When Ramin got to the United States in September, he was frantic, says Wida Amir, a board member of the Afghan-American Foundation who met him when she was helping translate for evacuees who'd recently arrived.
"He was like, 'Take me back — send me back,'" Mr Amir recalls.
Fear for his parents' and siblings' safety overwhelmed Ramin.
Back in Kabul, he'd been so close with his 18-month-old little brother — they'd been spending almost 24 hours a day together — he couldn't imagine living apart.
One night, at the Virginia shelter where he and Emal were taken after their arrival, Ramin woke up clutching his pillow like a baby and calling his brother's name.
After spending more than a month at the shelter, the boys are now living with Emal's uncle and his family, who came to the US nearly five years ago on a special immigrant visa after working with USAID in Afghanistan.
The teens have started attending high school and say they're trying to focus on building a new life in the United States. They're grateful for the chance to live in safety.
But adjusting has been hard, knowing their families in Afghanistan are still in danger.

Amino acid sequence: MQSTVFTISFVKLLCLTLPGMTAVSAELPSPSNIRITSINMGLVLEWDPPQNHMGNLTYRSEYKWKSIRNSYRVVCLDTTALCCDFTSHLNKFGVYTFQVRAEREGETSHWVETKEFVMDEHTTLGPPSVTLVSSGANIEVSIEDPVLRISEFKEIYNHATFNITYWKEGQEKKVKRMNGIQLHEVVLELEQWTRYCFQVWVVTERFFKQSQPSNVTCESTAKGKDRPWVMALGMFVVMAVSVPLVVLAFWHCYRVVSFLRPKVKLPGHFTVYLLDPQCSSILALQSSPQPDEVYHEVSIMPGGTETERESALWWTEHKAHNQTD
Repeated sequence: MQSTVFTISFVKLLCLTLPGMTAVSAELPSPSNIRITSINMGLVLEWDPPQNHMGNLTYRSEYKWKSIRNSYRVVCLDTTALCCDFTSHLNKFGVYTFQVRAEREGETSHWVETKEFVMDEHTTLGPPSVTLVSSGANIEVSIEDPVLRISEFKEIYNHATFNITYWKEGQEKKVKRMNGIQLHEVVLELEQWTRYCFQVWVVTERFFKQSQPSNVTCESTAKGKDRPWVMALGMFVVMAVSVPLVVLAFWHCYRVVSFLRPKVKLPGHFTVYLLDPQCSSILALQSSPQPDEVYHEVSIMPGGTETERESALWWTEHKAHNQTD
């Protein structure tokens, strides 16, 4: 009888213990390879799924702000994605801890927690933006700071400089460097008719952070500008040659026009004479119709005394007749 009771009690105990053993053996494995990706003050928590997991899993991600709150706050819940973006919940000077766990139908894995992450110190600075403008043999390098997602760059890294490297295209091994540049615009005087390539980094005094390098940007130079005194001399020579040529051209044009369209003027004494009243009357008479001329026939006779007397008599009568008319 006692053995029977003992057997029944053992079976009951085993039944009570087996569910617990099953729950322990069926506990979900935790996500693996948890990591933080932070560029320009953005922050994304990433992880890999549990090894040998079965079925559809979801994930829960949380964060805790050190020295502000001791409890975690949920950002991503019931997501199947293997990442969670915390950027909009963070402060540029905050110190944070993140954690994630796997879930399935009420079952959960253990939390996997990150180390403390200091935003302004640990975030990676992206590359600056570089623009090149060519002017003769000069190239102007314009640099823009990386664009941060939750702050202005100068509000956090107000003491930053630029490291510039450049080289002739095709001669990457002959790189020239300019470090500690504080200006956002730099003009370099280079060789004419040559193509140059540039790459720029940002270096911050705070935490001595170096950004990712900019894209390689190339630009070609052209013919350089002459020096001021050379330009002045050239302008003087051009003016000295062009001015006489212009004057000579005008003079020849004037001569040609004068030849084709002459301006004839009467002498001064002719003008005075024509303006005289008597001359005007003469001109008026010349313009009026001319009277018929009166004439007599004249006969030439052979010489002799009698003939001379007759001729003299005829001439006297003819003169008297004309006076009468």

They talk with their parents nearly every day. The first video calls were difficult.
"Everyone was in tears. We just looked at each other. It was hard to have a conversation," Emal says through an interpreter.
Now, he says, those calls keep him going.
"If I don't talk to them or see their faces, I can't sleep," he says.
The teens say they want to reunite with their parents and siblings in the United States. But their family isn't sure where to turn to make that happen.
"It's something I'm always hoping and wishing for," Emal says.
There's a 'huge question' that hasn't been answered
Advocates who spoke with CNN say the procedures for reunifications with parents who remain in Afghanistan or other countries remain unclear.
"Whose job is it to reunite the parent and child, and then where do you do that? … That's a huge question that we're grappling with," says Jennifer Podkul, vice president of policy and advocacy for Kids in Need of Defence, an organisation that helps unaccompanied immigrant and refugee children.
The Department of Health and Human Services says the government is doing everything it can to help reunite unaccompanied Afghan minors with caregivers, including parents and immediate family, who remain in Afghanistan.
But leaving the country remains a significant challenge, the agency says, describing the reunification process as difficult and noting it could take considerable time.
The Department of Homeland Security and the State Department haven't responded to CNN's questions about the process for these family reunifications.